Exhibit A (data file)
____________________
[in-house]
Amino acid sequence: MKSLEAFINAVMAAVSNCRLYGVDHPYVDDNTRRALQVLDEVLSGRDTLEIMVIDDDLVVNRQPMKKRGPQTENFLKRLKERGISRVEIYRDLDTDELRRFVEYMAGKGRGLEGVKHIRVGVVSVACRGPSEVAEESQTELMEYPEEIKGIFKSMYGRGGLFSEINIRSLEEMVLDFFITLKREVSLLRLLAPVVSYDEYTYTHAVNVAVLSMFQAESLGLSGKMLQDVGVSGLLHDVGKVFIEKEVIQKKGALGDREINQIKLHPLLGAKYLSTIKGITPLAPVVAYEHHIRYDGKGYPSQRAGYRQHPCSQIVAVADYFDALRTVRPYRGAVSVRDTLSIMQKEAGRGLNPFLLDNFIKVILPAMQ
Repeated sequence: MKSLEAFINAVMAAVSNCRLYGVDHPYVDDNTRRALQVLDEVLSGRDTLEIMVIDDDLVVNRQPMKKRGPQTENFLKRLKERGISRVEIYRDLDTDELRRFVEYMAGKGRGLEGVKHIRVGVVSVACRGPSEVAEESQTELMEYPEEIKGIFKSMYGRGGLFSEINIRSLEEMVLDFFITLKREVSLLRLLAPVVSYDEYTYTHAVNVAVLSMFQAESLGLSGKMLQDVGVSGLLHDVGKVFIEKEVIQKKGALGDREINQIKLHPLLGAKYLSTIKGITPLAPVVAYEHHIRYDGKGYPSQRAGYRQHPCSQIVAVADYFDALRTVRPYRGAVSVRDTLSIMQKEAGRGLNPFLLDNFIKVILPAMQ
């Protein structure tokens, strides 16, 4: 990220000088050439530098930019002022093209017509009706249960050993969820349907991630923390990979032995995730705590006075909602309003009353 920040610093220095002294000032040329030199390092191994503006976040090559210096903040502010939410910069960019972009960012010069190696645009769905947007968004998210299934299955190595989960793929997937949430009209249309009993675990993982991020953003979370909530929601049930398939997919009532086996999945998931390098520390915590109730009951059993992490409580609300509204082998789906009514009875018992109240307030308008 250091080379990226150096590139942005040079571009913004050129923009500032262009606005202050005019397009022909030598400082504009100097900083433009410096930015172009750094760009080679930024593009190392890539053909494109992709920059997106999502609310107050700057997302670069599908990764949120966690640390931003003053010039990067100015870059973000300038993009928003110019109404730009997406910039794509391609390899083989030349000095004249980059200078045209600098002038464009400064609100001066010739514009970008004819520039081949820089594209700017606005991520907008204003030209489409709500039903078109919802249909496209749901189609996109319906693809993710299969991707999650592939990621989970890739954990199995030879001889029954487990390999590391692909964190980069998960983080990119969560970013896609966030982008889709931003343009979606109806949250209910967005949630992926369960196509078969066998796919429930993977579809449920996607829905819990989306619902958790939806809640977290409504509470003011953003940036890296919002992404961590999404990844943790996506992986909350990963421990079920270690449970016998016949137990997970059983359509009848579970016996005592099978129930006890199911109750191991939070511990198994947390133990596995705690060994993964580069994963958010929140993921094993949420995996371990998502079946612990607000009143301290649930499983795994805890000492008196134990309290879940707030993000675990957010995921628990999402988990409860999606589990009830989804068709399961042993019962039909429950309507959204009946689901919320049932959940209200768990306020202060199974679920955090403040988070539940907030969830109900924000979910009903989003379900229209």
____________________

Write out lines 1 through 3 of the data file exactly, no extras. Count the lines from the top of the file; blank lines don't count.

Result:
[in-house]
Amino acid sequence: MKSLEAFINAVMAAVSNCRLYGVDHPYVDDNTRRALQVLDEVLSGRDTLEIMVIDDDLVVNRQPMKKRGPQTENFLKRLKERGISRVEIYRDLDTDELRRFVEYMAGKGRGLEGVKHIRVGVVSVACRGPSEVAEESQTELMEYPEEIKGIFKSMYGRGGLFSEINIRSLEEMVLDFFITLKREVSLLRLLAPVVSYDEYTYTHAVNVAVLSMFQAESLGLSGKMLQDVGVSGLLHDVGKVFIEKEVIQKKGALGDREINQIKLHPLLGAKYLSTIKGITPLAPVVAYEHHIRYDGKGYPSQRAGYRQHPCSQIVAVADYFDALRTVRPYRGAVSVRDTLSIMQKEAGRGLNPFLLDNFIKVILPAMQ
Repeated sequence: MKSLEAFINAVMAAVSNCRLYGVDHPYVDDNTRRALQVLDEVLSGRDTLEIMVIDDDLVVNRQPMKKRGPQTENFLKRLKERGISRVEIYRDLDTDELRRFVEYMAGKGRGLEGVKHIRVGVVSVACRGPSEVAEESQTELMEYPEEIKGIFKSMYGRGGLFSEINIRSLEEMVLDFFITLKREVSLLRLLAPVVSYDEYTYTHAVNVAVLSMFQAESLGLSGKMLQDVGVSGLLHDVGKVFIEKEVIQKKGALGDREINQIKLHPLLGAKYLSTIKGITPLAPVVAYEHHIRYDGKGYPSQRAGYRQHPCSQIVAVADYFDALRTVRPYRGAVSVRDTLSIMQKEAGRGLNPFLLDNFIKVILPAMQ